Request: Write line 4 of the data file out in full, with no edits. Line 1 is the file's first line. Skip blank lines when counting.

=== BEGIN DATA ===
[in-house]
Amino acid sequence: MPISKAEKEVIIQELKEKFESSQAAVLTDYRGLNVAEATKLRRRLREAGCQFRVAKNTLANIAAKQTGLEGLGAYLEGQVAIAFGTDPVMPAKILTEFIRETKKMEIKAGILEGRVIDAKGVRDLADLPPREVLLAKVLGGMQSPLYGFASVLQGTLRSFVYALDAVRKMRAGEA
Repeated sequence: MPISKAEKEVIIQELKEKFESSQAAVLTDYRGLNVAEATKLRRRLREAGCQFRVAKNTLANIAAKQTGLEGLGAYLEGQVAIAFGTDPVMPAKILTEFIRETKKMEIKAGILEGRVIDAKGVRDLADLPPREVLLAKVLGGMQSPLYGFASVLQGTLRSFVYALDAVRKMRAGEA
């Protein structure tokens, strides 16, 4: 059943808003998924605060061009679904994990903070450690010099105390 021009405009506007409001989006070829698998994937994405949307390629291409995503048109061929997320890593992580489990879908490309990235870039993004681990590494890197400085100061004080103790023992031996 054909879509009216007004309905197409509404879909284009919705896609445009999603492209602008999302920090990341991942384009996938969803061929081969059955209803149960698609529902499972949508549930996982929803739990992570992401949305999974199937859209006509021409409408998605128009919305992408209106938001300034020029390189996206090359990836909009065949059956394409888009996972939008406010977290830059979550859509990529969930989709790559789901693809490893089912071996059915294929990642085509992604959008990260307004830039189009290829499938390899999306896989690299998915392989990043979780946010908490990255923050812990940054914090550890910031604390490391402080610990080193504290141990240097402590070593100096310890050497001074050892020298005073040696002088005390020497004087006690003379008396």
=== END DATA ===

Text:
């Protein structure tokens, strides 16, 4: 059943808003998924605060061009679904994990903070450690010099105390 021009405009506007409001989006070829698998994937994405949307390629291409995503048109061929997320890593992580489990879908490309990235870039993004681990590494890197400085100061004080103790023992031996 054909879509009216007004309905197409509404879909284009919705896609445009999603492209602008999302920090990341991942384009996938969803061929081969059955209803149960698609529902499972949508549930996982929803739990992570992401949305999974199937859209006509021409409408998605128009919305992408209106938001300034020029390189996206090359990836909009065949059956394409888009996972939008406010977290830059979550859509990529969930989709790559789901693809490893089912071996059915294929990642085509992604959008990260307004830039189009290829499938390899999306896989690299998915392989990043979780946010908490990255923050812990940054914090550890910031604390490391402080610990080193504290141990240097402590070593100096310890050497001074050892020298005073040696002088005390020497004087006690003379008396």